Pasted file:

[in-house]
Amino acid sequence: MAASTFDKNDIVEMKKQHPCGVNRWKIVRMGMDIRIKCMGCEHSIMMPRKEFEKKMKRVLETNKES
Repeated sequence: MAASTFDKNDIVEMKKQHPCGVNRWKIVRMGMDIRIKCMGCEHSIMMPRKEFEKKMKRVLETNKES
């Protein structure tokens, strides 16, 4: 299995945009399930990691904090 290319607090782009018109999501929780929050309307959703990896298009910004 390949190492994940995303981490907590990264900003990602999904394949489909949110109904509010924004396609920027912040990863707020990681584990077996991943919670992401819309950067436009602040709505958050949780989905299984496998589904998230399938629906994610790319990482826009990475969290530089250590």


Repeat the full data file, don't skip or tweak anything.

[in-house]
Amino acid sequence: MAASTFDKNDIVEMKKQHPCGVNRWKIVRMGMDIRIKCMGCEHSIMMPRKEFEKKMKRVLETNKES
Repeated sequence: MAASTFDKNDIVEMKKQHPCGVNRWKIVRMGMDIRIKCMGCEHSIMMPRKEFEKKMKRVLETNKES
């Protein structure tokens, strides 16, 4: 299995945009399930990691904090 290319607090782009018109999501929780929050309307959703990896298009910004 390949190492994940995303981490907590990264900003990602999904394949489909949110109904509010924004396609920027912040990863707020990681584990077996991943919670992401819309950067436009602040709505958050949780989905299984496998589904998230399938629906994610790319990482826009990475969290530089250590």